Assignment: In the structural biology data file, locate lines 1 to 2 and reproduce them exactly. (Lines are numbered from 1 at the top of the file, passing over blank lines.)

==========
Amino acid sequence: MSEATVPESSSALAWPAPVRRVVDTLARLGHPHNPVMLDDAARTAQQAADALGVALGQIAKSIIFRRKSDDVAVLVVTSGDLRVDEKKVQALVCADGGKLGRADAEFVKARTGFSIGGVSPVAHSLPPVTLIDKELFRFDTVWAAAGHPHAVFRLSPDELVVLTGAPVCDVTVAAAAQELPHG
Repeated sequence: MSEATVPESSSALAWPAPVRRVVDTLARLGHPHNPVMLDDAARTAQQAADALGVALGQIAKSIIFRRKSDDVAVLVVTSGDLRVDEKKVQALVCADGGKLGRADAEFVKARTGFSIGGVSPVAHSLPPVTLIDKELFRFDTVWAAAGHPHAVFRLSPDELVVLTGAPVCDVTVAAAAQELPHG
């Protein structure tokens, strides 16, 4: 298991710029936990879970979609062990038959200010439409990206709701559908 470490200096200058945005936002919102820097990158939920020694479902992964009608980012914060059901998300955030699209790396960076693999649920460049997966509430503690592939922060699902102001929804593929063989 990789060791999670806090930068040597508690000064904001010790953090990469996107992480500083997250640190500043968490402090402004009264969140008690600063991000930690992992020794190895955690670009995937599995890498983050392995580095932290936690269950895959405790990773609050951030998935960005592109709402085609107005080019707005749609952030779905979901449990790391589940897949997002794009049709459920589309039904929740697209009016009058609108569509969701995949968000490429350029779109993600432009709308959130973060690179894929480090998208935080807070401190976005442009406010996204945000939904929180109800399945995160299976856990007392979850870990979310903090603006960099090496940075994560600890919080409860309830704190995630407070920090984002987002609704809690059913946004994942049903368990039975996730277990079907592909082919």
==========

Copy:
Amino acid sequence: MSEATVPESSSALAWPAPVRRVVDTLARLGHPHNPVMLDDAARTAQQAADALGVALGQIAKSIIFRRKSDDVAVLVVTSGDLRVDEKKVQALVCADGGKLGRADAEFVKARTGFSIGGVSPVAHSLPPVTLIDKELFRFDTVWAAAGHPHAVFRLSPDELVVLTGAPVCDVTVAAAAQELPHG
Repeated sequence: MSEATVPESSSALAWPAPVRRVVDTLARLGHPHNPVMLDDAARTAQQAADALGVALGQIAKSIIFRRKSDDVAVLVVTSGDLRVDEKKVQALVCADGGKLGRADAEFVKARTGFSIGGVSPVAHSLPPVTLIDKELFRFDTVWAAAGHPHAVFRLSPDELVVLTGAPVCDVTVAAAAQELPHG